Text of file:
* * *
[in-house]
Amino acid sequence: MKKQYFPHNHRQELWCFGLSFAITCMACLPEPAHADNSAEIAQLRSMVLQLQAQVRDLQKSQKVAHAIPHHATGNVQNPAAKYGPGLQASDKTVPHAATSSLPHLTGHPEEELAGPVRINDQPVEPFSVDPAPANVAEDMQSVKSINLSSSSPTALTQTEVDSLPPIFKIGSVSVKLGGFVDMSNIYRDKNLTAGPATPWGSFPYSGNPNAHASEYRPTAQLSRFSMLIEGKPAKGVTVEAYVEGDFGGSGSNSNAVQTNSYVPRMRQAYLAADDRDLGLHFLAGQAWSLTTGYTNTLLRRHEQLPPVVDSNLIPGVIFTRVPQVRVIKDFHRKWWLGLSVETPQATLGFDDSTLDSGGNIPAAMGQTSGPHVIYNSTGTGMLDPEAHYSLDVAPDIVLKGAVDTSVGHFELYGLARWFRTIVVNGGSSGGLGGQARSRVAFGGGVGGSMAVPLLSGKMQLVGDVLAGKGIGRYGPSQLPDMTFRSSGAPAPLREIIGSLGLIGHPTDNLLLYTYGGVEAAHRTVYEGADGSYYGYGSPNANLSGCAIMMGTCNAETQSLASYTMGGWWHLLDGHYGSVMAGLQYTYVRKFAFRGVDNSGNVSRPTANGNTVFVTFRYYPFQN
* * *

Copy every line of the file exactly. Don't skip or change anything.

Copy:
[in-house]
Amino acid sequence: MKKQYFPHNHRQELWCFGLSFAITCMACLPEPAHADNSAEIAQLRSMVLQLQAQVRDLQKSQKVAHAIPHHATGNVQNPAAKYGPGLQASDKTVPHAATSSLPHLTGHPEEELAGPVRINDQPVEPFSVDPAPANVAEDMQSVKSINLSSSSPTALTQTEVDSLPPIFKIGSVSVKLGGFVDMSNIYRDKNLTAGPATPWGSFPYSGNPNAHASEYRPTAQLSRFSMLIEGKPAKGVTVEAYVEGDFGGSGSNSNAVQTNSYVPRMRQAYLAADDRDLGLHFLAGQAWSLTTGYTNTLLRRHEQLPPVVDSNLIPGVIFTRVPQVRVIKDFHRKWWLGLSVETPQATLGFDDSTLDSGGNIPAAMGQTSGPHVIYNSTGTGMLDPEAHYSLDVAPDIVLKGAVDTSVGHFELYGLARWFRTIVVNGGSSGGLGGQARSRVAFGGGVGGSMAVPLLSGKMQLVGDVLAGKGIGRYGPSQLPDMTFRSSGAPAPLREIIGSLGLIGHPTDNLLLYTYGGVEAAHRTVYEGADGSYYGYGSPNANLSGCAIMMGTCNAETQSLASYTMGGWWHLLDGHYGSVMAGLQYTYVRKFAFRGVDNSGNVSRPTANGNTVFVTFRYYPFQN